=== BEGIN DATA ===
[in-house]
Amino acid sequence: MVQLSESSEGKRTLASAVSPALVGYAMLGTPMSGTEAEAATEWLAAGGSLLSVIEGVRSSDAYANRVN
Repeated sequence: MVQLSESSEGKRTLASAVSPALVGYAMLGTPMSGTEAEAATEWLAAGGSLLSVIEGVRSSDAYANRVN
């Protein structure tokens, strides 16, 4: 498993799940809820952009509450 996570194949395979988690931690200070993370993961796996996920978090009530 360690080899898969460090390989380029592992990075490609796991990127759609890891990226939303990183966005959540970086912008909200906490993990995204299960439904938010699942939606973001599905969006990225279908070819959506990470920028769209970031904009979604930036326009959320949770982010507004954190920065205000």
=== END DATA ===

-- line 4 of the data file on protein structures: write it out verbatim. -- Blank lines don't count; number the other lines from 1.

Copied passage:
């Protein structure tokens, strides 16, 4: 498993799940809820952009509450 996570194949395979988690931690200070993370993961796996996920978090009530 360690080899898969460090390989380029592992990075490609796991990127759609890891990226939303990183966005959540970086912008909200906490993990995204299960439904938010699942939606973001599905969006990225279908070819959506990470920028769209970031904009979604930036326009959320949770982010507004954190920065205000």